Chisholm saw himself as belonging to the common sense tradition, a tradition that includes the eighteenth-century Scottish philosopher Thomas Reid and the influential English philosopher, G. E. Moore. Reid was a contemporary and critic of that better known Scottish philosopher, David Hume. It is Hume who gets credit for awakening Immanuel Kant from his "dogmatic slumbers," but it is Reid who gets things more nearly right, or so think Chisholm and the other commonsensists. Hume belonged to the great tradition of British Empiricism that included John Locke and Bishop Berkeley. But it was the intrepid Hume who, to many, including Reid, drew out the implications of British Empiricism. Reid took Hume to have shown that empiricism implies that we have no knowledge of the material world; no knowledge of the future, the past, other minds; nor, indeed, any knowledge of ourselves as continuing subjects of consciousness. Reid took Hume to have shown that the wages of empiricism are a rather thoroughgoing skepticism. Reid writes:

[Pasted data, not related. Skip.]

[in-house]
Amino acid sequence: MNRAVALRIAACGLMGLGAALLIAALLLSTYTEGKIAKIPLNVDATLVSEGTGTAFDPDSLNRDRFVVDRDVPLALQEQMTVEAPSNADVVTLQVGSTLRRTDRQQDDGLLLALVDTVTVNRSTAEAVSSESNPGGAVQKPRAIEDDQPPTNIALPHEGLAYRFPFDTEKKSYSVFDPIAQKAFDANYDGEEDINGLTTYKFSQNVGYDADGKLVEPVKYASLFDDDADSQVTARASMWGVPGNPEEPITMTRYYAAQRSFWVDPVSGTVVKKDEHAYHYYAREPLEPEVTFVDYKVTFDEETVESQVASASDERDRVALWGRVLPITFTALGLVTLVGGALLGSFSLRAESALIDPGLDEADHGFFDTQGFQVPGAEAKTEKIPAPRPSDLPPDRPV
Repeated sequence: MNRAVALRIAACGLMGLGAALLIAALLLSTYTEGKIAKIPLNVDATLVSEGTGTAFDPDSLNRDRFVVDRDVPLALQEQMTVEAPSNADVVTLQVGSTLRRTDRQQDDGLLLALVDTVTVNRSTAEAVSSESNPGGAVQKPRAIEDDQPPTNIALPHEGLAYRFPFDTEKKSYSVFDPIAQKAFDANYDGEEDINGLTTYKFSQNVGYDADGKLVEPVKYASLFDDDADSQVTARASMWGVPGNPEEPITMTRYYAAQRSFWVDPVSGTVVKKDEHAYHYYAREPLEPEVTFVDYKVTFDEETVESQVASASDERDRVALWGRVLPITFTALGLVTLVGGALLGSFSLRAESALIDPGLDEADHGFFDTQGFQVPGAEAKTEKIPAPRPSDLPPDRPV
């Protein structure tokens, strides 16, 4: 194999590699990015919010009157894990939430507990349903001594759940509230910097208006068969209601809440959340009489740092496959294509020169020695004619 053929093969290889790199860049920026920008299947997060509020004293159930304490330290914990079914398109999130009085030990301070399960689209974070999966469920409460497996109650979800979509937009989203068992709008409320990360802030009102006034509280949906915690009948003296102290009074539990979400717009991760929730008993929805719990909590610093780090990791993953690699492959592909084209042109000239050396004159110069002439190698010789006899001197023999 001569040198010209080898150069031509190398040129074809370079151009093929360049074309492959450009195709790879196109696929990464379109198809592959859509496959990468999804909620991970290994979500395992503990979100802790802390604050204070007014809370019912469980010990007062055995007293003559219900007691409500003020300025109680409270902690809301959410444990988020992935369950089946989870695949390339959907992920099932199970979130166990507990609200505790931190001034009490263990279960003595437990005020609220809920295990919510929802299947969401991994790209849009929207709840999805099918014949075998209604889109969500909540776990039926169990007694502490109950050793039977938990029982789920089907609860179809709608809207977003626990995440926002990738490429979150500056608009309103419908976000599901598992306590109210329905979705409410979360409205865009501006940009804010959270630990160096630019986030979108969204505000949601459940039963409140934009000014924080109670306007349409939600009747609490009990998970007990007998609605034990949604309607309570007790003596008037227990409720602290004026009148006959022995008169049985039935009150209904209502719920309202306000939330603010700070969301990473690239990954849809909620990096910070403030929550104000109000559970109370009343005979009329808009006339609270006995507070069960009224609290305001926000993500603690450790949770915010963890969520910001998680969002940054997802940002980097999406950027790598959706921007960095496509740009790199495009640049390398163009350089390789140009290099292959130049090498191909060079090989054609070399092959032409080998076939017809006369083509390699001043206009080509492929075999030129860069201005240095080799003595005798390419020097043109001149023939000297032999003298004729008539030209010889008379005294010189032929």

A traveller of good judgment may mistake his way, and be unawares led into a wrong track; and while the road is fair before him, he may go on without suspicion and be followed by others but, when it ends in a coal pit, it requires no great judgments to know he hath gone wrong, nor perhaps to find out what misled him.3

According to Reid, since we do know many things of the sort that empiricism would rule out, so much the worse for empiricism. Since the theory implies that we do not know things we do know, we should reject the theory. A similar stance was taken by Moore. Concerning skeptical arguments in general, Moore writes: